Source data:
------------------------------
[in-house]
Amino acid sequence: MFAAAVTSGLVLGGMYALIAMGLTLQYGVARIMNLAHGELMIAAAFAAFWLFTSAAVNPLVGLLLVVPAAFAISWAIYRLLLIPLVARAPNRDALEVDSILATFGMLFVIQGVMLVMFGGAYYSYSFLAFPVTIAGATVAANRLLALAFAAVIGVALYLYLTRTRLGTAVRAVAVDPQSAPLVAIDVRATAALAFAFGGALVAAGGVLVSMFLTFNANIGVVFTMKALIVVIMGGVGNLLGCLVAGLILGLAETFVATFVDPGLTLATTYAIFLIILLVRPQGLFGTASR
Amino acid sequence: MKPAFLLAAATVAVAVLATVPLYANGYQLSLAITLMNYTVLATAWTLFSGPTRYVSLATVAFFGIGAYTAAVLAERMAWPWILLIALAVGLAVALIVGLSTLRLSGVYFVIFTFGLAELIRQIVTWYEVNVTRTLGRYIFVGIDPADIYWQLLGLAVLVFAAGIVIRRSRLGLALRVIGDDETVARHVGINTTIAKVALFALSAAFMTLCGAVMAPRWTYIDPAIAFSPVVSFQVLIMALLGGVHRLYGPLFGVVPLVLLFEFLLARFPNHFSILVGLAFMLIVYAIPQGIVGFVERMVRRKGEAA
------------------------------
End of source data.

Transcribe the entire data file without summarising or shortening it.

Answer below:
[in-house]
Amino acid sequence: MFAAAVTSGLVLGGMYALIAMGLTLQYGVARIMNLAHGELMIAAAFAAFWLFTSAAVNPLVGLLLVVPAAFAISWAIYRLLLIPLVARAPNRDALEVDSILATFGMLFVIQGVMLVMFGGAYYSYSFLAFPVTIAGATVAANRLLALAFAAVIGVALYLYLTRTRLGTAVRAVAVDPQSAPLVAIDVRATAALAFAFGGALVAAGGVLVSMFLTFNANIGVVFTMKALIVVIMGGVGNLLGCLVAGLILGLAETFVATFVDPGLTLATTYAIFLIILLVRPQGLFGTASR
Amino acid sequence: MKPAFLLAAATVAVAVLATVPLYANGYQLSLAITLMNYTVLATAWTLFSGPTRYVSLATVAFFGIGAYTAAVLAERMAWPWILLIALAVGLAVALIVGLSTLRLSGVYFVIFTFGLAELIRQIVTWYEVNVTRTLGRYIFVGIDPADIYWQLLGLAVLVFAAGIVIRRSRLGLALRVIGDDETVARHVGINTTIAKVALFALSAAFMTLCGAVMAPRWTYIDPAIAFSPVVSFQVLIMALLGGVHRLYGPLFGVVPLVLLFEFLLARFPNHFSILVGLAFMLIVYAIPQGIVGFVERMVRRKGEAA